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Arlee Warriors win their first Class C boys basketball championship

The Arlee Warriors celebrate the first state boys' basketball title in school history last March in Bozeman. They won 71-67 over Manhattan Christian.

MISSOULA — Arlee head coach Zanen Pitts wanted to make sure early on his team wasn't simply satisfied with last year's Class C state boys' basketball title — the first in program history.

So Pitts sent the Warriors to the line for conditioning in the team's first practice of the season.

"I said 'All right, we're going to condition. I need anybody that can to push themselves... I need to see how tough (you are) and how much you want this,'" Pitts said he told the team. "... Seventeen practiced and 10 of them threw up."

"It's not that they weren't in shape. That just describes the style of these guys' focus."

It could be the empty stomachs, but Arlee definitely seems hungry to repeat its historic run. The Warriors have the players to do it, too.

Although the Warriors graduated four seniors, including four-time all-stater Tyler Tanner, they return a trio of perimeter players that Plains' coach Mike Cole called "great." 

Cole would know. His Horsemen, conference cohorts with the defending state champs, finished 20-4 overall last season and handed Arlee its only loss of the year. The seventh-year skipper, who returns second-team all-conference player Jay VonHeeder, added that the Warriors' fab three certainly make them the favorites in the West — if not the whole state.

Coach Pitts called them his "three-headed monster."

"Phillip (Malatare) is so mature, he is demanding and expecting perfection from (the team); Will (Mesteth), he doesn't say too much, but what he says, everybody listens, he's just dialed in. And Greg Whitesell — those are my three captains," Pitts said. All three were all-conference last year, while seniors Malatare and Mesteth return from all-state junior seasons.

Pitts said it's going to take all 18 members of his team (one missed the vomit-inducing calisthenics) to navigate through a tough Class C, however. His Warriors don't want to overlook anybody, of course, but Pitts already has an odds-on-favorite picked out.

And its not necessarily Manhattan Christian, who the Warriors beat 71-67 in a sold out Class C title game last year.

"I've been daydreaming about Fairview all year," Pitts said. "Fairview is going to be tough, plus they come from Indian schools over there, so they understand the whole dynamic of the real style of ball."

That style of play Pitts mentions is often referred to as reservation basketball. The approach forces tempo with aggressive play, quick scoring and usually involves pressure defense of some sort. It's as frenetic as it is thrilling to watch.

The Arlee coach said teams from the North and East Class C conferences are more used to seeing the upbeat style of play, and it makes the schools on the other side of the Divide extremely prepared come tournament time.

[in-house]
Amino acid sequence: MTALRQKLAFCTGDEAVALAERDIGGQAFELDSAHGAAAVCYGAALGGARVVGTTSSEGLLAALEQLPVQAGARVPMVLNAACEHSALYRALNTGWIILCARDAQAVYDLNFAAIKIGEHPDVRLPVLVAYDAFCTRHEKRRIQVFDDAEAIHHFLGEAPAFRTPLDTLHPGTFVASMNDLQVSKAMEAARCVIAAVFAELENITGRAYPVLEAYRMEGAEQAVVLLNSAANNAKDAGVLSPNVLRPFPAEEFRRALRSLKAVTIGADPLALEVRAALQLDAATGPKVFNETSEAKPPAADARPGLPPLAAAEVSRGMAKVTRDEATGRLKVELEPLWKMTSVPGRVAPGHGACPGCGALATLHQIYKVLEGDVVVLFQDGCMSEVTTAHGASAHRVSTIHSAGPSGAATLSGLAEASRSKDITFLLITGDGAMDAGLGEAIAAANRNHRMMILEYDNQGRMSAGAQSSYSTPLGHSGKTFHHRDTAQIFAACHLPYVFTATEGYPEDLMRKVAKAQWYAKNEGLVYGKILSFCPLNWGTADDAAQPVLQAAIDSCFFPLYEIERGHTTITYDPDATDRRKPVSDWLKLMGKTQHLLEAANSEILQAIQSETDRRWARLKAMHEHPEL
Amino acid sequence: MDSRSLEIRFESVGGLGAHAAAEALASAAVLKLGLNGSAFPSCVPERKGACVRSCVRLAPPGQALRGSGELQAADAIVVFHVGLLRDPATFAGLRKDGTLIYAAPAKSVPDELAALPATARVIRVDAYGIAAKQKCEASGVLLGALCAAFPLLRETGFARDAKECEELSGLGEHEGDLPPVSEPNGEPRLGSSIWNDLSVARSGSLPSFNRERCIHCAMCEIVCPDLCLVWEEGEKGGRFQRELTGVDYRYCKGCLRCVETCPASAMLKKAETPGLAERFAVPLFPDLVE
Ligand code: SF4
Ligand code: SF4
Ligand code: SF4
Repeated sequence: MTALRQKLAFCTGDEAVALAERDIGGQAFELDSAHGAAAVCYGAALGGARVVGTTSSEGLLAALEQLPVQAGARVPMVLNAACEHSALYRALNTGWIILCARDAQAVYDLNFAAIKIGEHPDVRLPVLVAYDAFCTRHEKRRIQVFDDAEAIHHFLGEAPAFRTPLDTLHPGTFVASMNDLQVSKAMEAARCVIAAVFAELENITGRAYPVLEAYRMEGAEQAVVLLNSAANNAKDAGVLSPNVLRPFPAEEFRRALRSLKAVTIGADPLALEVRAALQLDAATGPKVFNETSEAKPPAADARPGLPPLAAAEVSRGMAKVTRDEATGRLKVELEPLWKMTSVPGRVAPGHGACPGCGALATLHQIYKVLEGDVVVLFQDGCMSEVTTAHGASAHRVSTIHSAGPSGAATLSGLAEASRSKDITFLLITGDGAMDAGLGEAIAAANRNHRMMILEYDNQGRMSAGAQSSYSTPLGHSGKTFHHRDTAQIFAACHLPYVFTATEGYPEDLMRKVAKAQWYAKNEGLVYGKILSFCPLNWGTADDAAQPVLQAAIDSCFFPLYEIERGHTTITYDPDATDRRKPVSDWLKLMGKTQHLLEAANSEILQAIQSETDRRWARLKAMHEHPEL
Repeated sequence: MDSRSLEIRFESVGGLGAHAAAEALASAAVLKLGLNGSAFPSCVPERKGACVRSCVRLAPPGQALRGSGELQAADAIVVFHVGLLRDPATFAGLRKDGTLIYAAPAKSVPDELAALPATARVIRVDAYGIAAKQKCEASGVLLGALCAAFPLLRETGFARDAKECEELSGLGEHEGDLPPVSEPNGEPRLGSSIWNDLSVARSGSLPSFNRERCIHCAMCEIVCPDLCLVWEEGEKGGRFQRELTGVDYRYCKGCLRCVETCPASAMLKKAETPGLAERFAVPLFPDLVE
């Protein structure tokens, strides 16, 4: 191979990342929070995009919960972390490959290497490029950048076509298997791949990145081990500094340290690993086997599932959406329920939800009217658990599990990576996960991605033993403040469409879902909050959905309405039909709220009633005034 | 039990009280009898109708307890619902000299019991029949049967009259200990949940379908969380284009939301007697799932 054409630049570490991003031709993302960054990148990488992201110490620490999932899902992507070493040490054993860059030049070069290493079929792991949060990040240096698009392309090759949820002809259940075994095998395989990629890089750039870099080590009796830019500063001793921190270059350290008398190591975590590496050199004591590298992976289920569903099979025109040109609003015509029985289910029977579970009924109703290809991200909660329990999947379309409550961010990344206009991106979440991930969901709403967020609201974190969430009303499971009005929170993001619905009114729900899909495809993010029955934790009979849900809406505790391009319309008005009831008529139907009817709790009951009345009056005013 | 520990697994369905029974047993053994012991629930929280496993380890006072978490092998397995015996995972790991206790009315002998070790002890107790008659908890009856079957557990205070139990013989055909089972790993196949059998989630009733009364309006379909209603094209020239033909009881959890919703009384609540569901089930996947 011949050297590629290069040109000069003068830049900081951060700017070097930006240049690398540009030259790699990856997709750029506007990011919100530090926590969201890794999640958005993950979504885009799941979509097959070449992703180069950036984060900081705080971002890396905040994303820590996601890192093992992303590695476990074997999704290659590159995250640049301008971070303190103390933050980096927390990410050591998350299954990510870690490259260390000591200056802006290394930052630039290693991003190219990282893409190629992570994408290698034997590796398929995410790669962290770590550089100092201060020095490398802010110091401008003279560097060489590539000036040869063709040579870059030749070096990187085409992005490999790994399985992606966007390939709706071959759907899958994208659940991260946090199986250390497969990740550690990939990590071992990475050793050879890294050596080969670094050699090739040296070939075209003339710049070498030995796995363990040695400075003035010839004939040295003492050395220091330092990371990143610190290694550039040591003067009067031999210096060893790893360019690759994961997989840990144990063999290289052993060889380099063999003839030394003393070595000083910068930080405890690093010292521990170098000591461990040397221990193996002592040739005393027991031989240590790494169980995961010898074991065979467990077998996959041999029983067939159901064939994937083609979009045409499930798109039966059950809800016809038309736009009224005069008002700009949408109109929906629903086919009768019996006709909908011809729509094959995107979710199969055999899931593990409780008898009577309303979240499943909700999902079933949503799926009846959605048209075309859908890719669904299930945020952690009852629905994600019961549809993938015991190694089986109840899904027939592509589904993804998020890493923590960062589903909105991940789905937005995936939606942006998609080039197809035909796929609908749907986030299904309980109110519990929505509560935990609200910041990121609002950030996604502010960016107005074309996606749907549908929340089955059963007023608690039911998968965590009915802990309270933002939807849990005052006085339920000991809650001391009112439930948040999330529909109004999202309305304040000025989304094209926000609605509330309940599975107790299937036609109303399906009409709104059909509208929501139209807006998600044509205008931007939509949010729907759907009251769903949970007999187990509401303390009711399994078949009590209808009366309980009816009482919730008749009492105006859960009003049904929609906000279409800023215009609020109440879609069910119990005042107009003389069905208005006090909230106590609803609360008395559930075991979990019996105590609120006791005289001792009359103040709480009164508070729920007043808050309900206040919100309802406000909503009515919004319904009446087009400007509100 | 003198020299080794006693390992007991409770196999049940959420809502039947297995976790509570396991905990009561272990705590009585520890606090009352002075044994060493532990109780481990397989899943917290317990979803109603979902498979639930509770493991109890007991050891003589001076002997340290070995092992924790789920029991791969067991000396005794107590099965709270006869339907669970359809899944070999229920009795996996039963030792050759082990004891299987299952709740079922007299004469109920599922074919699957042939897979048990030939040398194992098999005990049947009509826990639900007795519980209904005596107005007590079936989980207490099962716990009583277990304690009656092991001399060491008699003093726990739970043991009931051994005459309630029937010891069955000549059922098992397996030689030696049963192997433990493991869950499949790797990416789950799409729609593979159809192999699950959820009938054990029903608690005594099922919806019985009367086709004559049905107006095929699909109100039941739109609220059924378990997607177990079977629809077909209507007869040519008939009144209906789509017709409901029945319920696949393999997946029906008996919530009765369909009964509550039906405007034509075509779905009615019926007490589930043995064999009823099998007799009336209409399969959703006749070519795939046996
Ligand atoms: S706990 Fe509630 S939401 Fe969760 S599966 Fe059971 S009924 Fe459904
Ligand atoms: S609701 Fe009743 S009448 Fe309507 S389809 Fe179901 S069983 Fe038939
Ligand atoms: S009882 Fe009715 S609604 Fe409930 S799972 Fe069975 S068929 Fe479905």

Pitts said both Rocky Boy and Harlem, two teams Arlee will face next week at the Native American Classic in Pablo, are accustomed to the style and should be tough to beat.

Meanwhile, Manhattan Christian isn't necessarily known for its swift play, but last year's runner-up has a demonstrated ability to handle the high-speed attack many teams run.

The Eagles have talent in the back court, too. 

"They bring back three good perimeter players and the rumor is the coach's son has grown another two and a half inches, so he's pushing 6-5 as a two-guard," Plains' Cole said. "If that rumor's true, I expect some big things out of Caleb Bellach from Manhattan Christian."

And Bellach has big expectations for his Eagles.

"We have the potential to go to the state tournament again," the returning all-stater told "I think if we all work together like we’re a family and play hard, it’ll come."

Bellach added his team's dreams of state glory come in a hue of scarlet. 

"Yeah, definitely, I always like playing (Arlee)," said Bellach, who has befriended several players on the Warriors after playing them over the summer.

Elsewhere in Class C, Valley Christian's Zach Baugher is back for the Eagles. The all-state lefty led his team to a perfect 10-0 District 13-C record last season as a sophomore. 

Valier's Colten Curry, a Griz football recruit, is back after an all-state campaign.

Box Elder, which beat Arlee in the 2016 state title game, graduated two all-state players, though the Bears are always expected to compete. They bring in new coach LaVon Myers, too. Hays-Lodgepole, last season's fourth-place finisher, also had an all-state duo graduate.

In the West, Charlo returns an athletic group of kids, including four who were Class C 8-man football all-state players (Toby Odom, Tyson Petticrew, Landers Smith and Brady Fryberger). Darby's Dylan Parks returns with an all-conference award, ready to improve on the Tigers' 12-10 record a season ago.

But they're all chasing Arlee, and just about everybody knows it.

"I'm excited and I'm putting a lot of pressure on them, too," the Warriors coach said. "Last year, I always tried to be quiet with them and not let people know we're coming."

"Aint no point in hiding it now."

Kyle Houghtaling can be reached by email at or on Twitter @khotel.

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